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About this product
- Description<!DOCTYPE html PUBLIC -//W3C//DTD HTML 3.2//EN > Canada enjoys a reputation as a peaceable kingdom. Yet during the Vietnam War era, Canadians met American war resisters t with open arms but with political obstacles and public resistance, and the border remained closed to what were then called draft dodgers and deserters. Between 1965 and 1973, a small but active cadre of Canadian antiwar groups and peace activists launched campaigns to open the border. Jessica Squires tells their story, often in their own words, bringing to light how these men and women shaped Canadian immigration policy, Canadian identity, and the course of Canadian-American relations in their quest to transform Canada into a refuge from militarism.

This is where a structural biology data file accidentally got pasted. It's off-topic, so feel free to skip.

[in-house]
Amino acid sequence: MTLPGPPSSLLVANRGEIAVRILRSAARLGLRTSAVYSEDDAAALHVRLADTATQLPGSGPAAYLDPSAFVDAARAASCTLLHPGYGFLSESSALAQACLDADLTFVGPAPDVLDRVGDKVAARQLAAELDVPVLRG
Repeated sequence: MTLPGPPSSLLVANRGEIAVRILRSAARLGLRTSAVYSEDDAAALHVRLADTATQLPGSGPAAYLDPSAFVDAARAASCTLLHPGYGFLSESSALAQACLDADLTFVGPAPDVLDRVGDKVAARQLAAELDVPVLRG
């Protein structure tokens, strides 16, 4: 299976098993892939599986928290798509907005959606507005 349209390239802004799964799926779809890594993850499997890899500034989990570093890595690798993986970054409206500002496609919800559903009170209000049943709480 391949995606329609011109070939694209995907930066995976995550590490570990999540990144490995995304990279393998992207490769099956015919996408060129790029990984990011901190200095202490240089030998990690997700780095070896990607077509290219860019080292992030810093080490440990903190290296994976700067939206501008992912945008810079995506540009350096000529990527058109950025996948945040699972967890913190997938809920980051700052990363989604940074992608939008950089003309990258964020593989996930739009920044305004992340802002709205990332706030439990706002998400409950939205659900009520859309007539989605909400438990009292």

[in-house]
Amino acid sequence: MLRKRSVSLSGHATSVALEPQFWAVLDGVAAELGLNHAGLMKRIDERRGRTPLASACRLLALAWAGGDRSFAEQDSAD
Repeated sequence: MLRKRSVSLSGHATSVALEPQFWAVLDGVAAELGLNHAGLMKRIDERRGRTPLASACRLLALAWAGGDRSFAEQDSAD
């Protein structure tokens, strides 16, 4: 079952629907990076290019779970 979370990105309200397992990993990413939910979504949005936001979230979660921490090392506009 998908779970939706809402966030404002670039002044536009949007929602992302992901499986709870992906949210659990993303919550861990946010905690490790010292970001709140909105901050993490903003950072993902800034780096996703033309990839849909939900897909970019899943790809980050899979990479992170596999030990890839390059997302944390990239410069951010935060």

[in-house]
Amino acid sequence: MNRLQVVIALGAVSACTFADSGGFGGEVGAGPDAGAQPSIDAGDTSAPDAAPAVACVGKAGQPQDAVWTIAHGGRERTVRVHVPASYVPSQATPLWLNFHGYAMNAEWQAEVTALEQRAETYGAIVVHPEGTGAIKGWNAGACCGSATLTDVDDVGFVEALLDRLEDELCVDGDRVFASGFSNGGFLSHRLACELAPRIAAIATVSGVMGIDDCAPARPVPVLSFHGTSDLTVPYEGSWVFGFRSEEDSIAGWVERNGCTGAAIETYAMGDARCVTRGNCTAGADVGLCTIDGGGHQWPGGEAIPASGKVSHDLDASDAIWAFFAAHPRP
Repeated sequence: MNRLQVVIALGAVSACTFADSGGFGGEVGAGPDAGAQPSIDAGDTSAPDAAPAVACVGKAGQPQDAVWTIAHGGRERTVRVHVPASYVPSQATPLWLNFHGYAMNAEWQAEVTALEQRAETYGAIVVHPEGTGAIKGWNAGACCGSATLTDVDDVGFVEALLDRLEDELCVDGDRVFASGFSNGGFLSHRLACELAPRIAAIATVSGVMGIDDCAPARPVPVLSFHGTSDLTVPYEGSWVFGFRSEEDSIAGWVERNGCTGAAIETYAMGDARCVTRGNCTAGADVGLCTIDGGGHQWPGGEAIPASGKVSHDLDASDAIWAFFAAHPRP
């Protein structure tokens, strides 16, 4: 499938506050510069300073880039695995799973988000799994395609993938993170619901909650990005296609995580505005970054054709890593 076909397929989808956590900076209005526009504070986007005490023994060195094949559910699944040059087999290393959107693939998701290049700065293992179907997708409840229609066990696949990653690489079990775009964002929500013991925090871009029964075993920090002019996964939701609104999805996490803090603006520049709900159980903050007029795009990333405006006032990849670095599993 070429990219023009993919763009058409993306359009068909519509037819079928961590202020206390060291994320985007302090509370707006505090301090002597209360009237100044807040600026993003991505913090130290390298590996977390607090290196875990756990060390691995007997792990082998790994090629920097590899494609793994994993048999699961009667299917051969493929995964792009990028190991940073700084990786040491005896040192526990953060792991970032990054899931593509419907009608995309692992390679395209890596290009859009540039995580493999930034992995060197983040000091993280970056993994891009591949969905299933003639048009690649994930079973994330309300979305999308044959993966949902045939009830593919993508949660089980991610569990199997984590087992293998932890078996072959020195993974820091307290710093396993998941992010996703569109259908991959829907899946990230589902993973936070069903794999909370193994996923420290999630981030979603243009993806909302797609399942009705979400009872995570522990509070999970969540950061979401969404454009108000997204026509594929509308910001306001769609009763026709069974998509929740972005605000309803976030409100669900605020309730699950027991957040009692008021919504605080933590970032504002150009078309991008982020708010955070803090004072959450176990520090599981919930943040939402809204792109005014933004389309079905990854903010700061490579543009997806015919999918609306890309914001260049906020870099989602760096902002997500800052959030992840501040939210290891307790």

- Author Biography<!DOCTYPE html PUBLIC -//W3C//DTD HTML 3.2//EN > Jessica Squires is an independent scholar of Canadian political, social, and cultural history who lives and works in Gatineau, Quebec.
- Author(s)Jessica Squires
- PublisherUniversity of British Columbia Press
- Date of Publication04/10/2013
- SubjectHistory: Specific Subjects
- Place of PublicationVancouver
- Country of PublicationCanada
- ImprintUniversity of British Columbia Press
- Weight680 g
- Width3887 mm
- Height5817 mm
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